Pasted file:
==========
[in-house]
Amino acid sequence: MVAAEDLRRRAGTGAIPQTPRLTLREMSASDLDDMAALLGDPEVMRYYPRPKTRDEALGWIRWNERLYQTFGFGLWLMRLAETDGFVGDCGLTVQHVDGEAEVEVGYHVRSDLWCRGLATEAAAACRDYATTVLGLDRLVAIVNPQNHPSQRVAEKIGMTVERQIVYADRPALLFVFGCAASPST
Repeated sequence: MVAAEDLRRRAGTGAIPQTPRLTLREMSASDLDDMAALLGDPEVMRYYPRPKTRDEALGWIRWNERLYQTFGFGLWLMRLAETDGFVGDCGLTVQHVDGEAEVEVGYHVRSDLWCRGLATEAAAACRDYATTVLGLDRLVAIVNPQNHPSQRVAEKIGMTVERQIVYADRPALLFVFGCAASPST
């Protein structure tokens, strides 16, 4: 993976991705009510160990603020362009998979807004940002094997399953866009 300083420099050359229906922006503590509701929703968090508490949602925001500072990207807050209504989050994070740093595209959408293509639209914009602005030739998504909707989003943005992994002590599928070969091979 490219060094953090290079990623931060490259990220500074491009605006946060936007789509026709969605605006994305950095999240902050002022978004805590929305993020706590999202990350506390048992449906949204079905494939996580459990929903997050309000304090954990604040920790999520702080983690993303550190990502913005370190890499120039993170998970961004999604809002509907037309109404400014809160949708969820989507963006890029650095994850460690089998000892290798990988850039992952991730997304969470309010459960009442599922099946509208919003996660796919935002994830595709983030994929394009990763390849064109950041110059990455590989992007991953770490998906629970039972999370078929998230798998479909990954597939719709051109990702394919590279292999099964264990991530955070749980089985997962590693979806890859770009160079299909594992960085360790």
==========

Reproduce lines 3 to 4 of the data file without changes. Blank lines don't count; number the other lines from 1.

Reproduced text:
Repeated sequence: MVAAEDLRRRAGTGAIPQTPRLTLREMSASDLDDMAALLGDPEVMRYYPRPKTRDEALGWIRWNERLYQTFGFGLWLMRLAETDGFVGDCGLTVQHVDGEAEVEVGYHVRSDLWCRGLATEAAAACRDYATTVLGLDRLVAIVNPQNHPSQRVAEKIGMTVERQIVYADRPALLFVFGCAASPST
């Protein structure tokens, strides 16, 4: 993976991705009510160990603020362009998979807004940002094997399953866009 300083420099050359229906922006503590509701929703968090508490949602925001500072990207807050209504989050994070740093595209959408293509639209914009602005030739998504909707989003943005992994002590599928070969091979 490219060094953090290079990623931060490259990220500074491009605006946060936007789509026709969605605006994305950095999240902050002022978004805590929305993020706590999202990350506390048992449906949204079905494939996580459990929903997050309000304090954990604040920790999520702080983690993303550190990502913005370190890499120039993170998970961004999604809002509907037309109404400014809160949708969820989507963006890029650095994850460690089998000892290798990988850039992952991730997304969470309010459960009442599922099946509208919003996660796919935002994830595709983030994929394009990763390849064109950041110059990455590989992007991953770490998906629970039972999370078929998230798998479909990954597939719709051109990702394919590279292999099964264990991530955070749980089985997962590693979806890859770009160079299909594992960085360790």